Warning: animals were harmed in the inspiration of this blog. Not by me. And no, this is not a political rant.
Recently, a Cooper’s hawk has been using my bird feeders as a buffet. It’s the price of attracting birds in winter. You also attract those who eat them. I can’t mind, really. The hawk has as much right to eat as the mourning dove who became lunch.
I didn’t see the actual attack. When I looked, the hawk was sitting in the snow in my back yard. On top of something. It took binoculars and a different angle to see the mourning dove. Here’s where I thought about looking away: the dove was alive. Eyes wide open (well, they always are wide when open; there’s not a lot of nuance to bird eyes), but also mouth wide open. A silent scream. Neither moved. Perhaps the talons digging in were doing the job. I couldn’t see that.
So I thought about leaving the window and going back to my day. This was bound to be gross. Then I decided that just because something is gross, is no reason not to look. We edit life too much, deciding what we will and will not see. Refugees in boats? OK. Refugees dead on the shore? Not OK. I once walked away from a difficult moment, not from malice, but from ignorance. I had no idea how important that moment was. It wasn’t earth shattering. It wasn’t criminal. Others have done far worse. But I came away realizing that there are some things you should not turn away from and knowing what they are is perhaps life’s biggest lesson.
“Animals aren’t afraid of death,” said a veterinarian in a short National Geographic magazine article. You should focus on quality of life, he went on. And once that’s gone, put the animal down.
Not afraid of death. How remarkable. As I age, I seem to become more fearful, to the point where I’m not quite living fully. I fear disability, being alone, not being able to take care of myself. To the point where it was becoming inevitable because I was not taking care of myself now. How would I down the road? So I went back to the gym. I run that elliptical till my heart pounds and my lungs burst. I lift weights, I stretch. Now I can shovel snow (except the back still complains if I’m not careful), and I’m sleeping oh so much better. I’m less fearful.
But back to the hawk and that dove. They shifted. Did the dove struggle, or did the hawk reposition? The dove’s eye is now closed. Death, whether feared or not, has arrived.
I’ll spare you the gory details that followed, but I did watch, letting out an “Eww, gross!” at one point. But overall, it was fascinating. The hawk is a beauty. Female, I think, because she seems quite large, but with no other Cooper’s hawk to compare her to, I’m left speculating. Subadult, I’m guessing by the not-yet-red eye. The very notion that this wild thing can thrive in this city thrills me.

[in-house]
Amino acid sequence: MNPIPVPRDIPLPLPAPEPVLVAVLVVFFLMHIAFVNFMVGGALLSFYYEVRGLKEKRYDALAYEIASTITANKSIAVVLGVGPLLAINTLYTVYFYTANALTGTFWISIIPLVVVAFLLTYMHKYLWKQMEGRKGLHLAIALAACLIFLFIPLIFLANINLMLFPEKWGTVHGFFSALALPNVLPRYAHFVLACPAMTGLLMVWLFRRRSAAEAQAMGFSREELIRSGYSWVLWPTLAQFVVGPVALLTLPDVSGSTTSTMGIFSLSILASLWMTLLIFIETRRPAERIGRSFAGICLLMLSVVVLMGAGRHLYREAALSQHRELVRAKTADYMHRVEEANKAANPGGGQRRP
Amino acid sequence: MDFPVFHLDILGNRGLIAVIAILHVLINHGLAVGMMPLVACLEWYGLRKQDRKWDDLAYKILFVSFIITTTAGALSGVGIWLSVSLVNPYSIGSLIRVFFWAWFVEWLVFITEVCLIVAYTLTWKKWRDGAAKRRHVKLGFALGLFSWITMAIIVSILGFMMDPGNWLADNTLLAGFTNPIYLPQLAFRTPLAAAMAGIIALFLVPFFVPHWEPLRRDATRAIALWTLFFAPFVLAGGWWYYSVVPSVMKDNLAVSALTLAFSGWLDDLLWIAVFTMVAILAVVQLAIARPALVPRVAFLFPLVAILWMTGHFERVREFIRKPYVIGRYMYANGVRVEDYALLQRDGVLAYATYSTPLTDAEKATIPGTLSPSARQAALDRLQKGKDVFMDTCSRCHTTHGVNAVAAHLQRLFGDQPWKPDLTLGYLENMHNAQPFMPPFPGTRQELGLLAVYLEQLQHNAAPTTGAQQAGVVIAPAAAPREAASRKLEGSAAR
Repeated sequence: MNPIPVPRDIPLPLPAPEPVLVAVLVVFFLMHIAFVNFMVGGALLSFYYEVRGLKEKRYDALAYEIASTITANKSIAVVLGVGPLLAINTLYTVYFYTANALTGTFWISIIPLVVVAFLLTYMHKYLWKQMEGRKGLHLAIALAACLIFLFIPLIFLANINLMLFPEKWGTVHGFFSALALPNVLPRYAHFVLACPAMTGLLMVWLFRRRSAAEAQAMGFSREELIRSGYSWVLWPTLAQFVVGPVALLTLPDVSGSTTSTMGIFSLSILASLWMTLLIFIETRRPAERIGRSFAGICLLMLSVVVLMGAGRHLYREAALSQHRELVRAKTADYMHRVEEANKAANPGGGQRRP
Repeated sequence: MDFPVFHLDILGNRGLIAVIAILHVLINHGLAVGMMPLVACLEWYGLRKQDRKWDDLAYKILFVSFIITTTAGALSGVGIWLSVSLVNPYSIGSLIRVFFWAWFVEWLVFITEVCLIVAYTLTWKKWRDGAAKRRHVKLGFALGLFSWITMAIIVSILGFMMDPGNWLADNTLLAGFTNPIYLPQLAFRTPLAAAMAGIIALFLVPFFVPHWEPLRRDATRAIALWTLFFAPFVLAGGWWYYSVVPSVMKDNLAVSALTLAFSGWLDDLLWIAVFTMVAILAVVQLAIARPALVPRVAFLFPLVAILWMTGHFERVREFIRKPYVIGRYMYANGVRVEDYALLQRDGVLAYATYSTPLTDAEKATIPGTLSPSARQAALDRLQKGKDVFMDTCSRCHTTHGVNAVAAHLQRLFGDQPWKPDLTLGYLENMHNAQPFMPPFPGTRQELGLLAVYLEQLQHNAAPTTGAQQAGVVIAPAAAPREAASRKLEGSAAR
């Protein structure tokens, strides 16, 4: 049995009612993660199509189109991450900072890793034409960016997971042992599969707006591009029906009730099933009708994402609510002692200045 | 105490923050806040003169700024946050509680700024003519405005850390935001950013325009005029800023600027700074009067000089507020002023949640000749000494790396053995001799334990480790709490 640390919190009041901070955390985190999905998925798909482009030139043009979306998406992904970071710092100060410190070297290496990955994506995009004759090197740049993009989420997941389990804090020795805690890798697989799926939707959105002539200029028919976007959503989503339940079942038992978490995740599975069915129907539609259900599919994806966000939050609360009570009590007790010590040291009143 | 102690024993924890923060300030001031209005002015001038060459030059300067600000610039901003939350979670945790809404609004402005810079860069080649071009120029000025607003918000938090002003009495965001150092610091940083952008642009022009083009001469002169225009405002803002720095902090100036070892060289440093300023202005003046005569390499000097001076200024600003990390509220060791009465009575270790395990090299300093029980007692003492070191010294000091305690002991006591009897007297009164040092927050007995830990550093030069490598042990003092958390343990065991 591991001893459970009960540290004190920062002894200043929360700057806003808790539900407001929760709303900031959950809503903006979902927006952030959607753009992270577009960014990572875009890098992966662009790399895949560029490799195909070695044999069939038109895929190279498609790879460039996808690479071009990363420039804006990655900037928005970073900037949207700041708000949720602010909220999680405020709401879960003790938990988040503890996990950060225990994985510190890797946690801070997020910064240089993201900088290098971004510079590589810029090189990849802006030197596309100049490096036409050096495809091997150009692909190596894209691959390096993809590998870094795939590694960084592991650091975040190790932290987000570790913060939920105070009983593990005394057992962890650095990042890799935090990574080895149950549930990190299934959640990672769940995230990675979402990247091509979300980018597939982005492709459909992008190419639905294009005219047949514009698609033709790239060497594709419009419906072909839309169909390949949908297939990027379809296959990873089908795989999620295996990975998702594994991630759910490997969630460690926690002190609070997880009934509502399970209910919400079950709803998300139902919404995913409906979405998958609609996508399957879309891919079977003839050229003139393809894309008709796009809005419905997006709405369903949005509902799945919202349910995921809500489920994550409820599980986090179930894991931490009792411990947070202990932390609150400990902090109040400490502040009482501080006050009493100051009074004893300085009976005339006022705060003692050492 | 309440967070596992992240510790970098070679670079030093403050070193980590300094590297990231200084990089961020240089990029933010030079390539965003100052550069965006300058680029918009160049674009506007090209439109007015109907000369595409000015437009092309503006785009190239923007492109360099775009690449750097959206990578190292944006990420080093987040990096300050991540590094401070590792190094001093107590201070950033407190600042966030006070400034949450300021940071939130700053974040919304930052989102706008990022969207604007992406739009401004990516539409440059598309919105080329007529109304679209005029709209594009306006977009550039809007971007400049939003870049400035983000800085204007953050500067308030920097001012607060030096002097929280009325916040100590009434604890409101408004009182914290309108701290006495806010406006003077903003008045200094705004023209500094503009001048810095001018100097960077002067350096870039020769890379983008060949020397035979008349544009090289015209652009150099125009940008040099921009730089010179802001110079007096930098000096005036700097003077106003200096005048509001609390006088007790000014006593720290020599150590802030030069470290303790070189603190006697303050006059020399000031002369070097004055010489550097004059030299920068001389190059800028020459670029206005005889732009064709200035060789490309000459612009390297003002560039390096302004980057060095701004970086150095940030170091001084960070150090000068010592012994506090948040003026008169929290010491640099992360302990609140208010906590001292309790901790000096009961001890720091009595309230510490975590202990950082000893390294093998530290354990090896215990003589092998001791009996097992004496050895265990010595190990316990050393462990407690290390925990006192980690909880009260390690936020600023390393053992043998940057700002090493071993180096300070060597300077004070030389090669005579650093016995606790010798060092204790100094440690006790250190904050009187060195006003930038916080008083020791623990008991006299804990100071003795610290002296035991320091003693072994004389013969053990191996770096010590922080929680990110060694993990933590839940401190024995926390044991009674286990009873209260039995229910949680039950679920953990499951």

I’m not at all religious and my spirituality runs more along the lines of, Isn’t nature grand? Almost, but not quite, everything that Mother Nature has come up with has been pretty cool. Humans an obvious exception.
I’ve been thinking about that hawk and that dove. The snow has melted and all that remains is a pile of feathers. I wanted to write about them, then I remembered that I’d already done so. There was a similar event several years ago and I wrote about it then but had no place to show it off. So I’ll do that here. Enjoy. Or not.
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The crows make me look. A cacophony of cawing. I know it could mean they are torturing some hapless raptor, but it’s coming from my back yard—in a city, which like most, is not generally known for its diversity of wildlife.
I put down the Sunday paper and go to the den window. It’s early spring and the trees have yet to leaf out. Three crows sit high in the boxelder and a large blob of something is in the crotch below them. An owl? It shifts position. A red tailed hawk. And it’s sitting on a smaller gray blob. Pigeon.
The crows dive bomb the hawk and clearly hope to score an easy meal. I’ve seen them so harass hawks in flight that they force the predator to drop its prey. I can’t see this one’s head, its back is to me—far below, peering through window panes.
There’s a flash of movement. A gray wing flaps.
The pigeon is not dead.
I’m all for the cycle of life—nature, red in tooth and all. Still, I get squeamish at suffering.
The crows continue their attack. The hawk has had enough and risks an escape with its burden. It flies to a neighbor’s spruce less than a hundred feet away.
I grab the binoculars and scan the spruce. Near the top, in a gap in the bristly branches, I can make out the hawk. It’s behind the trunk, so I see the tail to one side and the head on the other. The deadly business is blocked from view. Thick branches deter the crows so two settle in a red maple to the left and the third in the sugar maple on the right. They continue their squawking.
I am relieved that I can no longer tell if the pigeon is alive. The hawk settles in and begins pulling at the bird.
Plucked feathers snow silently into the yard.
After an hour or so the crows give up and fly off. Smaller birds—juncos—flit in the lower branches of the red maple. Branch by branch they move up and ever closer to the hawk. They go as far as they can without making the last hop to the spruce itself.
The hawk’s head bobs up and down as it pulls off pieces of pigeon. Feathers continue to fall for the rest of the afternoon.
I go back to my day, but every few minutes I’m drawn to the window to see if anything has changed. The afternoon light fades and finally it is too dark to see.
The next morning, I awaken to the calls of crows. I look out the bedroom window that faces the scene. Three crows sit in the sugar maple. Could it be the same ones?
Through binoculars I see that the hawk is gone. All that remains is a thick dusting of feathers on the spruce’s branches.
The crows fly away.